We've done a lot of work in class around syllables - we've clapped syllables, we've sorted syllables, we've used the number of syllables in our names to help work out who the star of the day might be and now we keep revising the concept with our literacy centres. We've used the numbered mats I shared before and sometimes we use baskets to sort our objects by syllables.
I've just printed out these peg cards from The Measured Mom to use this term in our centres.
The school I'm teaching at currently uses the Jolly Phonics program which sees children introduced to a new sound a day. We don't always do an activity the same day to help reinforce the new sound but will incorporate some in our centres particular for those sounds which are proving more difficult to learn.
I'll be making up something like this from Mrs Hodge and Her Kindergarten Kids to help sort out the pesky 'b' and 'd' confusion but I'll be adding an image next to the direction to help students differentiate which letter makes which sound (b is for bed, d is for dog maybe).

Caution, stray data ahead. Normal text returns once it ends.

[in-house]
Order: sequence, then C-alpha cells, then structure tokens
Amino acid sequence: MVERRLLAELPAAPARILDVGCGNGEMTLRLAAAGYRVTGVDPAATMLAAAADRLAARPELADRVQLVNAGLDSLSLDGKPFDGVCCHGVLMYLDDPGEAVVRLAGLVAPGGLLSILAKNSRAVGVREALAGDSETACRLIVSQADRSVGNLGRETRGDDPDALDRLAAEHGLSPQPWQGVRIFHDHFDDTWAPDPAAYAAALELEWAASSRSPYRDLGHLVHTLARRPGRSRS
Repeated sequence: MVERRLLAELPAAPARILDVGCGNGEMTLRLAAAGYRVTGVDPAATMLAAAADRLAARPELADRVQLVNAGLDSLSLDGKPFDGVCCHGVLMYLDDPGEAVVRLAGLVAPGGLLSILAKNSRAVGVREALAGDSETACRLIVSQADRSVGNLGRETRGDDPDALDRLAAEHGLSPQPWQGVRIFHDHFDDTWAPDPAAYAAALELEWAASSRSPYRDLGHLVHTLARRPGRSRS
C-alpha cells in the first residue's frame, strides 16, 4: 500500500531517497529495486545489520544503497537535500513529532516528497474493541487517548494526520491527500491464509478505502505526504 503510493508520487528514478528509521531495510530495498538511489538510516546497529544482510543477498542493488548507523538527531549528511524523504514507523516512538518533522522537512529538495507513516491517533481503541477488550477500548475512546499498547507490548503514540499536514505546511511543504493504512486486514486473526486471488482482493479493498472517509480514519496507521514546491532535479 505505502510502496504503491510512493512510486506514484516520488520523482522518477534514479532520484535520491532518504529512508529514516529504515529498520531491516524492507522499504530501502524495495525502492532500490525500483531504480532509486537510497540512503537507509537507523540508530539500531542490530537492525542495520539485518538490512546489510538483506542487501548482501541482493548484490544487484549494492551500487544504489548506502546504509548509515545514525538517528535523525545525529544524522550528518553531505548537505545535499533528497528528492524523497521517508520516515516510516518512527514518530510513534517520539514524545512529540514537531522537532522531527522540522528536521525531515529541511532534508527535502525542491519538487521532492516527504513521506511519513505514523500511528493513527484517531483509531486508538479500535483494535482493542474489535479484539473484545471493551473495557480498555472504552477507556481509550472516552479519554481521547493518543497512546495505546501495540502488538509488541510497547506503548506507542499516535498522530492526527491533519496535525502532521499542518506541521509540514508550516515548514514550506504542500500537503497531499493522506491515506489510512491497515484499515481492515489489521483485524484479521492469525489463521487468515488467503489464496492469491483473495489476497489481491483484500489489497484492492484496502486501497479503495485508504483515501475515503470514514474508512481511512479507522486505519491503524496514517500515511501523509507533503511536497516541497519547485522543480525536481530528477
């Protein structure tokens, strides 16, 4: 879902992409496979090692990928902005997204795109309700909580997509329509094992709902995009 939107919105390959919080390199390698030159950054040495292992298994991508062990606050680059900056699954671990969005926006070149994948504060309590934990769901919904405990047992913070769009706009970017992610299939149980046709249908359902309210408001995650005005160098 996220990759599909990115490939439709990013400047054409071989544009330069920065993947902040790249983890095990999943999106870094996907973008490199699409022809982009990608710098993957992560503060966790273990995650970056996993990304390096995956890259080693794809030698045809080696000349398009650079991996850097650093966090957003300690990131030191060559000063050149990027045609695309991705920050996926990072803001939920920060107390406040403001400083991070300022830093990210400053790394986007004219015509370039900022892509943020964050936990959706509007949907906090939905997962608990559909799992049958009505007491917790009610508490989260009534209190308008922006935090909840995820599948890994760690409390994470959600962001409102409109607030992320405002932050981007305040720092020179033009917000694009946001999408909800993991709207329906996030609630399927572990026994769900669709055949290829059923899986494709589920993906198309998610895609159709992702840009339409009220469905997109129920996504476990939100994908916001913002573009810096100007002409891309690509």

|Photo credit - Mrs Hodge and Her Kindergarten Kids|
I've already printed more single letter phonogram cards from Early Learning HQ to start with before these ones I already had. They make such lovely printables and many are editable to make them your own. The children like playing memory so I usually print out two copies of any printables so we can use them this way.
At the start of term I printed out everyone's name and the children can use these to help them write or make their own names. I used dotted lines and laminated them so they can also trace over their names with whiteboard markers too. Here we used them to help us write in the out-of-date semolina we used instead of the standard salt or sand tray.